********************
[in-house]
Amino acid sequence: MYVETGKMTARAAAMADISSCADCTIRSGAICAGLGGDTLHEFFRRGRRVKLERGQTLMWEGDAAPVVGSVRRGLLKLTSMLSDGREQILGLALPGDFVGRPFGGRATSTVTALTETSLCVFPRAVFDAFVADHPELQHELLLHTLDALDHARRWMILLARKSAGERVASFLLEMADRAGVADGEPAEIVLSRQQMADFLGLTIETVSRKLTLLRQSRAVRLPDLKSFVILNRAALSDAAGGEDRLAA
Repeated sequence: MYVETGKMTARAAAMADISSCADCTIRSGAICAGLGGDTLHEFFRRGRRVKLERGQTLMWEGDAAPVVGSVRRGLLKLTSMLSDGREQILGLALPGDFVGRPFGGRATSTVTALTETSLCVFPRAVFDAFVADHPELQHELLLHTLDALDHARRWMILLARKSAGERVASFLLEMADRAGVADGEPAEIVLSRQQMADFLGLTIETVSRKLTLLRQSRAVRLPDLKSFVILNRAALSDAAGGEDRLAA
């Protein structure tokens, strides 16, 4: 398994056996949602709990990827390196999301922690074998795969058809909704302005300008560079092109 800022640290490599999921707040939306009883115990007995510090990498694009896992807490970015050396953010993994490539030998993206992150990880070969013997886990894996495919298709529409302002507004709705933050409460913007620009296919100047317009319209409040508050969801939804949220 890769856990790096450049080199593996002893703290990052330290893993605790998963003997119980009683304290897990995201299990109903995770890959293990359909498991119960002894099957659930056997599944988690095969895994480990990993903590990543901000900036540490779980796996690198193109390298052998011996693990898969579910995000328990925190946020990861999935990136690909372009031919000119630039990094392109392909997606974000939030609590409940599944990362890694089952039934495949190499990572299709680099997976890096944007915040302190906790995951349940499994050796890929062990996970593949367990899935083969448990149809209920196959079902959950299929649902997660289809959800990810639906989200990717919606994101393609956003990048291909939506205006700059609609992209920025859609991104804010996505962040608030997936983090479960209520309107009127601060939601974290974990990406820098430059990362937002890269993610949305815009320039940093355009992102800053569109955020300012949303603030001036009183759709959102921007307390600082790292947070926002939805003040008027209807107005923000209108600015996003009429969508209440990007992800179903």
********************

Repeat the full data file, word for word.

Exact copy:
[in-house]
Amino acid sequence: MYVETGKMTARAAAMADISSCADCTIRSGAICAGLGGDTLHEFFRRGRRVKLERGQTLMWEGDAAPVVGSVRRGLLKLTSMLSDGREQILGLALPGDFVGRPFGGRATSTVTALTETSLCVFPRAVFDAFVADHPELQHELLLHTLDALDHARRWMILLARKSAGERVASFLLEMADRAGVADGEPAEIVLSRQQMADFLGLTIETVSRKLTLLRQSRAVRLPDLKSFVILNRAALSDAAGGEDRLAA
Repeated sequence: MYVETGKMTARAAAMADISSCADCTIRSGAICAGLGGDTLHEFFRRGRRVKLERGQTLMWEGDAAPVVGSVRRGLLKLTSMLSDGREQILGLALPGDFVGRPFGGRATSTVTALTETSLCVFPRAVFDAFVADHPELQHELLLHTLDALDHARRWMILLARKSAGERVASFLLEMADRAGVADGEPAEIVLSRQQMADFLGLTIETVSRKLTLLRQSRAVRLPDLKSFVILNRAALSDAAGGEDRLAA
């Protein structure tokens, strides 16, 4: 398994056996949602709990990827390196999301922690074998795969058809909704302005300008560079092109 800022640290490599999921707040939306009883115990007995510090990498694009896992807490970015050396953010993994490539030998993206992150990880070969013997886990894996495919298709529409302002507004709705933050409460913007620009296919100047317009319209409040508050969801939804949220 890769856990790096450049080199593996002893703290990052330290893993605790998963003997119980009683304290897990995201299990109903995770890959293990359909498991119960002894099957659930056997599944988690095969895994480990990993903590990543901000900036540490779980796996690198193109390298052998011996693990898969579910995000328990925190946020990861999935990136690909372009031919000119630039990094392109392909997606974000939030609590409940599944990362890694089952039934495949190499990572299709680099997976890096944007915040302190906790995951349940499994050796890929062990996970593949367990899935083969448990149809209920196959079902959950299929649902997660289809959800990810639906989200990717919606994101393609956003990048291909939506205006700059609609992209920025859609991104804010996505962040608030997936983090479960209520309107009127601060939601974290974990990406820098430059990362937002890269993610949305815009320039940093355009992102800053569109955020300012949303603030001036009183759709959102921007307390600082790292947070926002939805003040008027209807107005923000209108600015996003009429969508209440990007992800179903």